Firefighting, Health & Safety

Exposure Tracker and Firefighter Behavioral Health Alliance Partner

Exposure Tracker, a health and safety program for firefighters, has finalized a partnership with the 501c non-profit, Firefighter Behavioral Health Alliance. Through this partnership they will be able to focus on firefighter mental health, improving an industry stricken with PTSD.

Having partnered with the San Francisco Firefighters Cancer Prevention Foundation, the International Firefighter Cancer Foundation and now the Firefighter Behavioral Health Alliance, the Exposure Tracker is aligning itself to cover all aspects of firefighter health and safety.

Exposure Tracker was created to put a firefighters health and safety in their hands and in their control. The inherent risks of being a firefighter are too often accepted as “just part of the job.” However, with awareness and best practices firefighters can address chronic illnesses.

The Exposure Tracker is the first of it’s kind to encompass all aspects of firefighter health and safety. Designed to assist firefighters with the ability to track toxic exposures, injuries and report communicable disease exposures. The program is also designed to assist agencies with tracking employee vaccinations, certification tracking, department wide analytics to assist in injury risk management, and real-time rehab tracking for on-scene health management.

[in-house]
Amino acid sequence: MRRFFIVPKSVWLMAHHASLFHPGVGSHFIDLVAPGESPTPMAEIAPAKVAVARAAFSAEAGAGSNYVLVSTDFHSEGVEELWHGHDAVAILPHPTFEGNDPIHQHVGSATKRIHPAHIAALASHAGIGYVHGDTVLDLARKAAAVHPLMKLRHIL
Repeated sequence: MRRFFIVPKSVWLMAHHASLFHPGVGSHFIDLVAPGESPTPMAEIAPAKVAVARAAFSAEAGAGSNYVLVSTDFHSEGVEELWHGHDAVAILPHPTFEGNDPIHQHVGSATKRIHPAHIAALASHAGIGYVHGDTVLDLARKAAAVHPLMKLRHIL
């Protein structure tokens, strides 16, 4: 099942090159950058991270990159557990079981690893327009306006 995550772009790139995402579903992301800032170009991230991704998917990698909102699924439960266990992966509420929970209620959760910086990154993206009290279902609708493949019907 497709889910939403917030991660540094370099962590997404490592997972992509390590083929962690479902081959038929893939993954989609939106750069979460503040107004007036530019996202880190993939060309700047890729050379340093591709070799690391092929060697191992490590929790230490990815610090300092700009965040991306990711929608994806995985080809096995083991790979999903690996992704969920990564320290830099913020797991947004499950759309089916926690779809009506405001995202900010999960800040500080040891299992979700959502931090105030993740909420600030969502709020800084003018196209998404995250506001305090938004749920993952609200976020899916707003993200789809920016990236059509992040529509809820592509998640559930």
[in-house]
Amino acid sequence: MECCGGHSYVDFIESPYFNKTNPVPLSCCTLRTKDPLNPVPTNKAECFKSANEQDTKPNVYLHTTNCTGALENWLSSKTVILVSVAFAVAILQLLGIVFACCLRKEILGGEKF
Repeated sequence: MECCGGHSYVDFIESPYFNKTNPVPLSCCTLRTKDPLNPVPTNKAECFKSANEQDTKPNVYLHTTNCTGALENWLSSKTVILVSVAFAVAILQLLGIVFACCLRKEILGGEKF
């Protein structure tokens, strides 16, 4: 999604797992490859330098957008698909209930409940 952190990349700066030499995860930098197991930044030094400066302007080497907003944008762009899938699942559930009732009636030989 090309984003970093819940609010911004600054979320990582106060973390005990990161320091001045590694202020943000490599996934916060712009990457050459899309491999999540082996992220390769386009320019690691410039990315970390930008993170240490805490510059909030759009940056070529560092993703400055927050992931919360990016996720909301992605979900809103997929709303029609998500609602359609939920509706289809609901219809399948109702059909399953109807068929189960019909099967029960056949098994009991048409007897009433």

Psychological exposures are one of the most overlooked health effects of being a firefighter. The fire-service culture is a macho one, and our society looks at mental health with a negative stigma attached to it. Mental health is the same as any other illness; when you get an illness or injury you go to the appropriate caretaker. Firefighters are normal people that are put in abnormal situations. The situations can have a significant effect on the psyche, and if it isnt addressed properly, it will continue to fester and lead to health issues such as depression, stress related heart disease, Post Traumatic Stress Disorder (PTSD), anxiety, substance abuse, and even suicide.